College & Workforce Readiness Opinion

School Leaders Must Be Digital Leaders

By Patrick Larkin — July 29, 2015 1 min read
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In my previous post, I discussed some ways school and district leaders could utilize digital tools to improve communication with their school communities. There is another level to this conversation regarding school administrators and the critical role they play as models for what is expected of all of the other learners in their schools. The second level of this conversation is the importance of developing a digital presence, something that school leaders need to promote with all of our staff and students.

While I see an increasing number of school leaders making the move into digital spaces to communicate, share, and learn, I wonder why there are so many others who are still hesitant to take the leap. In an effort to reinforce why this important, I want to share a couple of resources that may provide some motivation.

First, I want to look at the position statement on Using Mobile and Social Technologies in Schools created by the National Association of Secondary School Principals (NASSP) back in May of 2011. Here are a few of the recommendations for school leaders:

Encourage and model the appropriate and responsible use of mobile and social technologies to maximize students' opportunities to create and share content. Participate in and provide teachers professional development on the effective use of mobile devices and networking in schools.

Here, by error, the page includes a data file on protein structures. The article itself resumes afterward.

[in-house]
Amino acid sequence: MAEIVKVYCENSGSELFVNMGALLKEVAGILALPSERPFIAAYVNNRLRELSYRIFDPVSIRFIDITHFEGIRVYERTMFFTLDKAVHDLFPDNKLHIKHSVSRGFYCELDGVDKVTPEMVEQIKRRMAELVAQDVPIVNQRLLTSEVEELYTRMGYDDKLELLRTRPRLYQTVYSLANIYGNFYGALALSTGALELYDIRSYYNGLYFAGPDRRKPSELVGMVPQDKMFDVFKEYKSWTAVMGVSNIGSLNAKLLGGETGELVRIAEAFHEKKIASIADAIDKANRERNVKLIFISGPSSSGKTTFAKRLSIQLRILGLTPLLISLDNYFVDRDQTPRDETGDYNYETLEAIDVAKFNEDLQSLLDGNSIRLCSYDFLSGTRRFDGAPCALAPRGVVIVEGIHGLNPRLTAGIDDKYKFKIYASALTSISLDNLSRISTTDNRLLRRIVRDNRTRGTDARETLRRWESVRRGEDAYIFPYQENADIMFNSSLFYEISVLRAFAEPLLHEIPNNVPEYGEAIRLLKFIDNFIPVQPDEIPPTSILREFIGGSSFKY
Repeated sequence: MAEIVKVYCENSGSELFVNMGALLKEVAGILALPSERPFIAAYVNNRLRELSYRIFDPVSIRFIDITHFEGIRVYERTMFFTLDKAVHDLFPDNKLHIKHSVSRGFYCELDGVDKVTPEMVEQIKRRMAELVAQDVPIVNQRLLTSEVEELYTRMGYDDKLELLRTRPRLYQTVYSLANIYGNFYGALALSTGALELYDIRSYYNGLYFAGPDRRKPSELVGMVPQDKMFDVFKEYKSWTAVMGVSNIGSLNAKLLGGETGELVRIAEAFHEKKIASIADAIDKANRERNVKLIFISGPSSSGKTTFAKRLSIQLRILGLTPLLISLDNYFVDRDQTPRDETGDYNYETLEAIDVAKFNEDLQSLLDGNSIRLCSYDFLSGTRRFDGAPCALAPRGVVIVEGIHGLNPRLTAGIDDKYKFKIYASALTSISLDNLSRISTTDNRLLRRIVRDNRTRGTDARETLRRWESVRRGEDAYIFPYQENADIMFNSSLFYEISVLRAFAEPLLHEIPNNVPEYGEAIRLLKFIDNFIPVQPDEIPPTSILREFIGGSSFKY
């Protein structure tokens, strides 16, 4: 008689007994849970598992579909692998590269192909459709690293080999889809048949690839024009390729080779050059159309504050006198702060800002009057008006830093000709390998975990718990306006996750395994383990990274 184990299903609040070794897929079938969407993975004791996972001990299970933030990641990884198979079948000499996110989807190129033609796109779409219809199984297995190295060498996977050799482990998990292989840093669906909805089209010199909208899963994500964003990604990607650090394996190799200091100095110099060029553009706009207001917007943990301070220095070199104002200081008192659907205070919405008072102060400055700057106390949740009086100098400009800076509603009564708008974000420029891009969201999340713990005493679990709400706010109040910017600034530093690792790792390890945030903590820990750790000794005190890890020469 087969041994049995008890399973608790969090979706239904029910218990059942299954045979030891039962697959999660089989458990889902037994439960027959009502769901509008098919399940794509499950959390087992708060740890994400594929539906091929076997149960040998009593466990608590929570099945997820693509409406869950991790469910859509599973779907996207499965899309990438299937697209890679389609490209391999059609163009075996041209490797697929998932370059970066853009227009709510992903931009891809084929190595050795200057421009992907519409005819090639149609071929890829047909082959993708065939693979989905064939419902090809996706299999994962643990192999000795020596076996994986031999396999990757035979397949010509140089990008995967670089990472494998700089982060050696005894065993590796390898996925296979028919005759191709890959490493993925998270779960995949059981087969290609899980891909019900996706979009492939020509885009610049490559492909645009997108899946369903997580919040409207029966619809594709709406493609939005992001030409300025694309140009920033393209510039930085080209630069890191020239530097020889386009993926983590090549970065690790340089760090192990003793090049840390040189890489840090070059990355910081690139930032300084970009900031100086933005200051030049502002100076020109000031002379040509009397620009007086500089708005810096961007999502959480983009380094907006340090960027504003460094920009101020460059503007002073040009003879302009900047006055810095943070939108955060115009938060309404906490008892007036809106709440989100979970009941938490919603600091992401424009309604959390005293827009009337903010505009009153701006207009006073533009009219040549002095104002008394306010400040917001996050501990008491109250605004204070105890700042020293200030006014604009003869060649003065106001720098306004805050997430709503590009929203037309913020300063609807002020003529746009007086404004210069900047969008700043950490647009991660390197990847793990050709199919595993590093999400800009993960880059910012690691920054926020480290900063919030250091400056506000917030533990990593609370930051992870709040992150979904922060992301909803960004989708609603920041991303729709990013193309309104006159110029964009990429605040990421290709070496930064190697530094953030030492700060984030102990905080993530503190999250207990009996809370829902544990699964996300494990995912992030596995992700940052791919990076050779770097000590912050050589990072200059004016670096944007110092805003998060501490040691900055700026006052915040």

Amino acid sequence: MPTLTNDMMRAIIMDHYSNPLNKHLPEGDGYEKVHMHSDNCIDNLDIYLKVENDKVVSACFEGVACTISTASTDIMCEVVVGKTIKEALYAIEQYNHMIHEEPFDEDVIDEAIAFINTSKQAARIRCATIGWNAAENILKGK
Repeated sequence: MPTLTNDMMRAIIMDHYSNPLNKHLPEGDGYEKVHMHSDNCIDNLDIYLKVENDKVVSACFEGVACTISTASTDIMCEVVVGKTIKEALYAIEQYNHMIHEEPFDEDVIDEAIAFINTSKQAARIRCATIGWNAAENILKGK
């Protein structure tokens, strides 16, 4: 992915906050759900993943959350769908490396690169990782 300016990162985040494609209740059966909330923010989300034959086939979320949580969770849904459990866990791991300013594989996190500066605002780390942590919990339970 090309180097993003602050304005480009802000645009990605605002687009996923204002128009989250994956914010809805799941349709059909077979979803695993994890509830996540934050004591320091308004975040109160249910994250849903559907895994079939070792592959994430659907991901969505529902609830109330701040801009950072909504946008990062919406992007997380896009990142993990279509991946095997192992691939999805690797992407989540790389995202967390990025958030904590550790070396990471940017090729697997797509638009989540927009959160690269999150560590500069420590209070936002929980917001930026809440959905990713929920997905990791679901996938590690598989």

Second, let’s take a glance at the Framework for 21st Century Curriculum and Assessment developed by the National Council of Teachers of English (NCTE) in February of 2008. This framework states the following:

Active, successful participants in this 21st century global society must be able to: Develop proficiency and fluency with the tools of technology; Build intentional cross-cultural connections and relationships with others so as to pose and solve problems collaboratively and strengthen independent thought; Design and share information for global communities to meet a variety of purposes; Manage, analyze, and synthesize multiple streams of simultaneous information; Create, critique, analyze, and evaluate multimedia texts; Attend to the ethical responsibilities required by these complex environments.

I encourage school and district leaders to use the bulleted items above as a checklist to see how they are doing on each item. Which of these can you check off confidently as something you are actively involved in? Which items do you have some knowledge of, but need some help in getting up to speed? Which items are totally out of your realm of experience?

In my next post, I will start to look at some of the ways school leaders can develop the proficiency and fluency that NASSP and NCTE describe. We must make this issue a priority so we can lead the important conversations that need to be happening in our schools and classrooms on this topic. Our failure to lead the educators in our districts in this area will ultimately lead to deficiencies in the critical skills our students need to succeed beyond the walls of our schools.

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